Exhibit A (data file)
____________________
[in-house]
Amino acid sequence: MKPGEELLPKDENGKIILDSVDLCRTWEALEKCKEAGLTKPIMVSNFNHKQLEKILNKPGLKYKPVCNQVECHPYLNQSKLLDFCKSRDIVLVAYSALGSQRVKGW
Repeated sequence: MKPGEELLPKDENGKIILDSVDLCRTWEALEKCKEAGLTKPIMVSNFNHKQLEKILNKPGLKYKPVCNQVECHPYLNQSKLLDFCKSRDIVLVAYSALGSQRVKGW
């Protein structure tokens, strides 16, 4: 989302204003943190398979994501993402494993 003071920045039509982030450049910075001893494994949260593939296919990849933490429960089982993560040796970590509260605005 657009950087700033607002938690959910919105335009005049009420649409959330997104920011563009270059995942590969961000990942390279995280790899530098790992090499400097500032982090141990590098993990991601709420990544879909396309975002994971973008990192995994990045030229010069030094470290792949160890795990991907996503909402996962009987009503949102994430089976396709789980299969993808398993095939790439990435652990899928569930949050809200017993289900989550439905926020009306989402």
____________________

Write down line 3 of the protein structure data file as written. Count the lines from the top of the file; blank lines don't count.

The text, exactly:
Repeated sequence: MKPGEELLPKDENGKIILDSVDLCRTWEALEKCKEAGLTKPIMVSNFNHKQLEKILNKPGLKYKPVCNQVECHPYLNQSKLLDFCKSRDIVLVAYSALGSQRVKGW